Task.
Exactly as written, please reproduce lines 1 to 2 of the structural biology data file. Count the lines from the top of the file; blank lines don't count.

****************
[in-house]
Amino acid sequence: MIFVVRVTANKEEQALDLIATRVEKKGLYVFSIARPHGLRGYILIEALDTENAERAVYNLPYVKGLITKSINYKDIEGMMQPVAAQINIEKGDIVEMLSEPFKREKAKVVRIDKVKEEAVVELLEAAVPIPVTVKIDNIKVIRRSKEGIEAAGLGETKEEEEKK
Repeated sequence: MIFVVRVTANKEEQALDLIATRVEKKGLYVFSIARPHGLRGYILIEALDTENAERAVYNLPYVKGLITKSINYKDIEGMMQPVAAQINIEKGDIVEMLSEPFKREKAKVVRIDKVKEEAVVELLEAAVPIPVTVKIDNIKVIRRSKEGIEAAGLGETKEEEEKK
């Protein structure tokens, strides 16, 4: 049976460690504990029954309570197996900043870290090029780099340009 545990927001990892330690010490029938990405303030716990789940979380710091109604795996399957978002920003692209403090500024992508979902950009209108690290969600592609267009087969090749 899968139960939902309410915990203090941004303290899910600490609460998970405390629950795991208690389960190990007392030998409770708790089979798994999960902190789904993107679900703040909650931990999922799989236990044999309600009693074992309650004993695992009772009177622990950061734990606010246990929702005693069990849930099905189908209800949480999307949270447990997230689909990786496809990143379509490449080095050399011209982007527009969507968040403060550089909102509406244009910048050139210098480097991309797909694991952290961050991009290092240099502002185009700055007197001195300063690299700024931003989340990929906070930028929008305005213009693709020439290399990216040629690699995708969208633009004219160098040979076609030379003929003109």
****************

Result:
[in-house]
Amino acid sequence: MIFVVRVTANKEEQALDLIATRVEKKGLYVFSIARPHGLRGYILIEALDTENAERAVYNLPYVKGLITKSINYKDIEGMMQPVAAQINIEKGDIVEMLSEPFKREKAKVVRIDKVKEEAVVELLEAAVPIPVTVKIDNIKVIRRSKEGIEAAGLGETKEEEEKK